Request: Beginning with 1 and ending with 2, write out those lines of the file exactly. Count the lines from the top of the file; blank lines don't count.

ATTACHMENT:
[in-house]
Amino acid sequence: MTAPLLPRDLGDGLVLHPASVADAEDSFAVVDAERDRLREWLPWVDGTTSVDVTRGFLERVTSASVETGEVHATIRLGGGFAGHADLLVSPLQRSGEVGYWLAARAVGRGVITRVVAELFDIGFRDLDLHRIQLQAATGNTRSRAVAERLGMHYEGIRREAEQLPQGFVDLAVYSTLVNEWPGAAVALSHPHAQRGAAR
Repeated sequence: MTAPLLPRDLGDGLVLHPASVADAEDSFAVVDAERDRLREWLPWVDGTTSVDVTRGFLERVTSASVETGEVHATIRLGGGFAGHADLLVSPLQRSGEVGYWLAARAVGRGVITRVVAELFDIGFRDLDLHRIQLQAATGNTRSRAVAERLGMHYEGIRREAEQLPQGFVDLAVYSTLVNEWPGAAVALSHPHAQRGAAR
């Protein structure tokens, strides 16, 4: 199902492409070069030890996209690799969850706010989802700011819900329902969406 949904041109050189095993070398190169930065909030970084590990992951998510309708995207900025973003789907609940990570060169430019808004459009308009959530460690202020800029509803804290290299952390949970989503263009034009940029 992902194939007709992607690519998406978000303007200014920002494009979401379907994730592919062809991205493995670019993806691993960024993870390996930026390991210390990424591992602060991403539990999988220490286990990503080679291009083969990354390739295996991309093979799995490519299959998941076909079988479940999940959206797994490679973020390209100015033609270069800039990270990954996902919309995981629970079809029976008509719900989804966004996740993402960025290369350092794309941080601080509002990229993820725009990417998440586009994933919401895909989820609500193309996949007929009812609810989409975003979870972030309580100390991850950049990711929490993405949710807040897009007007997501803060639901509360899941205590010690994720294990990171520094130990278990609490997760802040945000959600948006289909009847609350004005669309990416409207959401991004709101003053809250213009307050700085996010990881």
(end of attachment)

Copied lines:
[in-house]
Amino acid sequence: MTAPLLPRDLGDGLVLHPASVADAEDSFAVVDAERDRLREWLPWVDGTTSVDVTRGFLERVTSASVETGEVHATIRLGGGFAGHADLLVSPLQRSGEVGYWLAARAVGRGVITRVVAELFDIGFRDLDLHRIQLQAATGNTRSRAVAERLGMHYEGIRREAEQLPQGFVDLAVYSTLVNEWPGAAVALSHPHAQRGAAR